Compared to five healthy controls, ARDS patients had significantly higher median BALF sVCAM-1 levels (985 pg/mL, IQR 134–2000, vs 119 pg/mL, IQR 86–124, p = 0.03; Fig 1, Panel A). Further, there was a trend toward greater BALF sVCAM-1 levels among patients with moderate/severe ARDS compared to those with mild ARDS (1395 pg/mL, IQR 418–7232 vs 209 pg/mL, IQR 42–1276, p = 0.06). Median BALF Ang-1, Ang-2 and sESEL concentrations did not differ significantly between ARDS patients and controls or by ARDS severity (Fig 1, Panel A and Table 2). When comparing continuous levels of BALF biomarkers with the PaO2:FiO2 ratio among ARDS patients, sVCAM-1 tended to be weakly inversely correlated with continuous PaO2/FiO2 (r = -0.30, p = 0.1); we detected no other associations between BALF biomarker levels and PaO2:FiO2 ratios (Fig 2). Additionally, there were no significant correlations between days elapsed prior to BALF collection and endothelial activation marker levels (sVCAM, r = 0.05, p = 0.8; sESEL, r = -0.06, p = 0.8; Ang-1, r = -0.13, p = 0.6; Ang-2, r = 0.20, p = 0.4).

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Fig 1. Levels of endothelial activation biomarkers in bronchoalveolar lavage fluid, by ARDS severity and microbiologically-confirmed ventilator-associated pneumonia.

Panel A: Bronchalveolar lavage fluid (BALF) biomarker levels stratified by presence and severity of acute respiratory distress syndrome (ARDS) (**Control vs. ARDS, p = 0.03, Mild vs. Moderate/Severe ARDS p = 0.06). Panel B: BALF biomarker levels stratified by presence of microbiologically-confirmed ventilator-associated pneumonia (VAP).

https://doi.org/10.1371/journal.pone.0149687.g001

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Fig 2. Levels of endothelial activation biomarkers in bronchoalveolar lavage fluid of ARDS patients by PaO2:FiO2 ratios.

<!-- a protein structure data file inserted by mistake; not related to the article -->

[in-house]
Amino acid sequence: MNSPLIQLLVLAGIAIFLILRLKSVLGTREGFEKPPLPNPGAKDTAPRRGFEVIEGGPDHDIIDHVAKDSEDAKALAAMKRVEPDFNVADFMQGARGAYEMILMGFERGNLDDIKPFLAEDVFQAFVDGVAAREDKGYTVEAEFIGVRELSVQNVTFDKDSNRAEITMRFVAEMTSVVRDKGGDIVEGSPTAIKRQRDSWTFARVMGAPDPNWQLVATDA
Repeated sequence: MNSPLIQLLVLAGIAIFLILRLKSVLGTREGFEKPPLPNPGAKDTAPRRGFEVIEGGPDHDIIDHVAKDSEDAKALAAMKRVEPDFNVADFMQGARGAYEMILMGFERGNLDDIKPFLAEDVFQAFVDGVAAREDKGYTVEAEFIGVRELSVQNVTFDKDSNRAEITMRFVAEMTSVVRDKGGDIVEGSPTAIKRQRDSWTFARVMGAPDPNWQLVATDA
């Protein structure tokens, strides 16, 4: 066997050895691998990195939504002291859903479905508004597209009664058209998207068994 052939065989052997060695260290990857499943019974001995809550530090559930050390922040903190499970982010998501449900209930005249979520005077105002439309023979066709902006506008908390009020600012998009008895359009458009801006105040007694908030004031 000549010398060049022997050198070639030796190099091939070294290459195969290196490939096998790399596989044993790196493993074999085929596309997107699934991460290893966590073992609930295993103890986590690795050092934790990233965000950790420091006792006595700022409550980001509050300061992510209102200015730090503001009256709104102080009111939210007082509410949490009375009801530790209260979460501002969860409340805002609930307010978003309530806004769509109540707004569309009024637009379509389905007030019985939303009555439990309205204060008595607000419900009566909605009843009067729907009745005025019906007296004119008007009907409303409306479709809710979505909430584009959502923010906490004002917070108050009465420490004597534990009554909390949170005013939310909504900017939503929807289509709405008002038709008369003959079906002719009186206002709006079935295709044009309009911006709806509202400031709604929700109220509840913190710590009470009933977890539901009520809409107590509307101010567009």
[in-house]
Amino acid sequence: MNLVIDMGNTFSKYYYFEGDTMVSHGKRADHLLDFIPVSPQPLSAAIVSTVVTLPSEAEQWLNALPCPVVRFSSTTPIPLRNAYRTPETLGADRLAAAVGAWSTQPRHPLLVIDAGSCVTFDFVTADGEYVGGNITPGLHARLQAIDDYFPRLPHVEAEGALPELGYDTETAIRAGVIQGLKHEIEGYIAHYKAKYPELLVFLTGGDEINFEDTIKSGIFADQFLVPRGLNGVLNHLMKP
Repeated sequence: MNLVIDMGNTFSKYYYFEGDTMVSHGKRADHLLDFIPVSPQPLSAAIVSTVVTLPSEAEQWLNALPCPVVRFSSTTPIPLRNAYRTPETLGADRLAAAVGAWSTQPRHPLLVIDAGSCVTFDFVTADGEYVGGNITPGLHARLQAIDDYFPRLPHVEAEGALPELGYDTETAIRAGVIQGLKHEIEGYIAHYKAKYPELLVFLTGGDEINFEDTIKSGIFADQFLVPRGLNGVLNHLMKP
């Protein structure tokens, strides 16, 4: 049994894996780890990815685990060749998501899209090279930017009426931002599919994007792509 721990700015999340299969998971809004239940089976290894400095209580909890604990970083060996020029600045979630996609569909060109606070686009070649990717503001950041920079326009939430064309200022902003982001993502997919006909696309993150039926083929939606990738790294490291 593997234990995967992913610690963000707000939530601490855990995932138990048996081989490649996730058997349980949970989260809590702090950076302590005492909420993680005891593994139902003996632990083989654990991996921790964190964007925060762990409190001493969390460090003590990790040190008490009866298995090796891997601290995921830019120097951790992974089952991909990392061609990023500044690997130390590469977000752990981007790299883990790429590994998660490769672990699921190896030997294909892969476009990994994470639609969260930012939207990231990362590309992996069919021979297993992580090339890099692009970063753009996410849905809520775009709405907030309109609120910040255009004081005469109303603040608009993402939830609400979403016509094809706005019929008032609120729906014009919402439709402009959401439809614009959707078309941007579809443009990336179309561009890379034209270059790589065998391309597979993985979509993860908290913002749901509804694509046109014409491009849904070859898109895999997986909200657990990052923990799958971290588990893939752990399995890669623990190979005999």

https://doi.org/10.1371/journal.pone.0149687.g002

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Table 2. Levels of endothelial activation biomarkers (pg/mL) in bronchoalveolar lavage fluid of ARDS patients and controls.

https://doi.org/10.1371/journal.pone.0149687.t002

Median BALF biomarker levels also did not differ significantly between patients with and without VAP diagnoses (Fig 1, Panel B). The associations described above were similar when we restricted analyses to patients who did not have microbiologically-confirmed VAP (Table 3).

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Table 3. Levels of endothelial activation biomarkers (pg/mL) in bronchoalveolar lavage fluid restricted to patients without microbiologically-confirmed VAP and controls.

https://doi.org/10.1371/journal.pone.0149687.t003

We did not detect significant associations between BALF biomarker levels and the clinical outcomes of either duration of mechanical ventilation (sVCAM, r = -0.21, p = 0.3; sESEL, r = -0.16, p = 0.5; Ang-1, r = -0.15, p = 0.5; Ang-2, r = 0.05, p = 0.8) or in-hospital deaths in our cohort (Table 4).

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Table 4. Levels of endothelial activation biomarkers (pg/mL) in bronchoalveolar lavage fluid by in-hospital death.

https://doi.org/10.1371/journal.pone.0149687.t004

Discussion

In this study, we found that BALF sVCAM-1 levels measured several days into the course of ARDS were significantly elevated compared to levels in healthy controls. We also analyzed endothelial activation biomarkers by ARDS severity and found that BALF sVCAM-1 concentrations tended to be higher among patients with moderate/severe ARDS compared to mild ARDS.